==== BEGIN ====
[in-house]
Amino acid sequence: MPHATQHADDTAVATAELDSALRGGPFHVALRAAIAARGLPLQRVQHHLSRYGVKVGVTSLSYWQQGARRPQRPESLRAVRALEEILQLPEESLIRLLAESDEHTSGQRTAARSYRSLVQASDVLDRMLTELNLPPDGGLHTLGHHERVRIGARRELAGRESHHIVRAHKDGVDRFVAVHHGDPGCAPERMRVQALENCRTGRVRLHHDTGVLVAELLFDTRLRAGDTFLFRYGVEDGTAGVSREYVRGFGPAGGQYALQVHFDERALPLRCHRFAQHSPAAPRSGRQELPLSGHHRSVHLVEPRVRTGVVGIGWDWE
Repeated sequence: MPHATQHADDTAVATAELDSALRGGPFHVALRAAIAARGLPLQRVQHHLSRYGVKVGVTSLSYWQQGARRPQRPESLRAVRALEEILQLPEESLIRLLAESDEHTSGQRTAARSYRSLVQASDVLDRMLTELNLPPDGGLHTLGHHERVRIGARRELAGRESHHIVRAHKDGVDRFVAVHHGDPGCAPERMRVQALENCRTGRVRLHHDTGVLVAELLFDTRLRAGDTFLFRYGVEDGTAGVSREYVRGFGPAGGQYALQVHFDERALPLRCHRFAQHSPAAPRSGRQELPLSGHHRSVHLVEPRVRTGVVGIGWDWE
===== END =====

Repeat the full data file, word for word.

[in-house]
Amino acid sequence: MPHATQHADDTAVATAELDSALRGGPFHVALRAAIAARGLPLQRVQHHLSRYGVKVGVTSLSYWQQGARRPQRPESLRAVRALEEILQLPEESLIRLLAESDEHTSGQRTAARSYRSLVQASDVLDRMLTELNLPPDGGLHTLGHHERVRIGARRELAGRESHHIVRAHKDGVDRFVAVHHGDPGCAPERMRVQALENCRTGRVRLHHDTGVLVAELLFDTRLRAGDTFLFRYGVEDGTAGVSREYVRGFGPAGGQYALQVHFDERALPLRCHRFAQHSPAAPRSGRQELPLSGHHRSVHLVEPRVRTGVVGIGWDWE
Repeated sequence: MPHATQHADDTAVATAELDSALRGGPFHVALRAAIAARGLPLQRVQHHLSRYGVKVGVTSLSYWQQGARRPQRPESLRAVRALEEILQLPEESLIRLLAESDEHTSGQRTAARSYRSLVQASDVLDRMLTELNLPPDGGLHTLGHHERVRIGARRELAGRESHHIVRAHKDGVDRFVAVHHGDPGCAPERMRVQALENCRTGRVRLHHDTGVLVAELLFDTRLRAGDTFLFRYGVEDGTAGVSREYVRGFGPAGGQYALQVHFDERALPLRCHRFAQHSPAAPRSGRQELPLSGHHRSVHLVEPRVRTGVVGIGWDWE